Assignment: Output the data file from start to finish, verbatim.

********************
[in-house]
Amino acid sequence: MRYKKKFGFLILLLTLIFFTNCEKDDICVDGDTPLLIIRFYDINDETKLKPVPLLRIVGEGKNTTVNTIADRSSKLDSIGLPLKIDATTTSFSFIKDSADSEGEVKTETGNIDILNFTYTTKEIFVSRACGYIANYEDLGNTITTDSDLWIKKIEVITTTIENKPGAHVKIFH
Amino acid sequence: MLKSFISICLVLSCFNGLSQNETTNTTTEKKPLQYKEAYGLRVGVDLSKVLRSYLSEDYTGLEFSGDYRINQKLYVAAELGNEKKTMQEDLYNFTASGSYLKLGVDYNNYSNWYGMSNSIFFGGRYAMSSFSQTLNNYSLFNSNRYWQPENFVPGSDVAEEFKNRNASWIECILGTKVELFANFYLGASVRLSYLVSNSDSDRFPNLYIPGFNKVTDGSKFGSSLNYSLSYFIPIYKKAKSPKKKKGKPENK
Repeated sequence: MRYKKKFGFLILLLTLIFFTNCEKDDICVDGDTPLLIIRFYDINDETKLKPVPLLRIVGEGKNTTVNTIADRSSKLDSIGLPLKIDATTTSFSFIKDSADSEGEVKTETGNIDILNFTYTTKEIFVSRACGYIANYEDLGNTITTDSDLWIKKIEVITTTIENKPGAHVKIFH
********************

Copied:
[in-house]
Amino acid sequence: MRYKKKFGFLILLLTLIFFTNCEKDDICVDGDTPLLIIRFYDINDETKLKPVPLLRIVGEGKNTTVNTIADRSSKLDSIGLPLKIDATTTSFSFIKDSADSEGEVKTETGNIDILNFTYTTKEIFVSRACGYIANYEDLGNTITTDSDLWIKKIEVITTTIENKPGAHVKIFH
Amino acid sequence: MLKSFISICLVLSCFNGLSQNETTNTTTEKKPLQYKEAYGLRVGVDLSKVLRSYLSEDYTGLEFSGDYRINQKLYVAAELGNEKKTMQEDLYNFTASGSYLKLGVDYNNYSNWYGMSNSIFFGGRYAMSSFSQTLNNYSLFNSNRYWQPENFVPGSDVAEEFKNRNASWIECILGTKVELFANFYLGASVRLSYLVSNSDSDRFPNLYIPGFNKVTDGSKFGSSLNYSLSYFIPIYKKAKSPKKKKGKPENK
Repeated sequence: MRYKKKFGFLILLLTLIFFTNCEKDDICVDGDTPLLIIRFYDINDETKLKPVPLLRIVGEGKNTTVNTIADRSSKLDSIGLPLKIDATTTSFSFIKDSADSEGEVKTETGNIDILNFTYTTKEIFVSRACGYIANYEDLGNTITTDSDLWIKKIEVITTTIENKPGAHVKIFH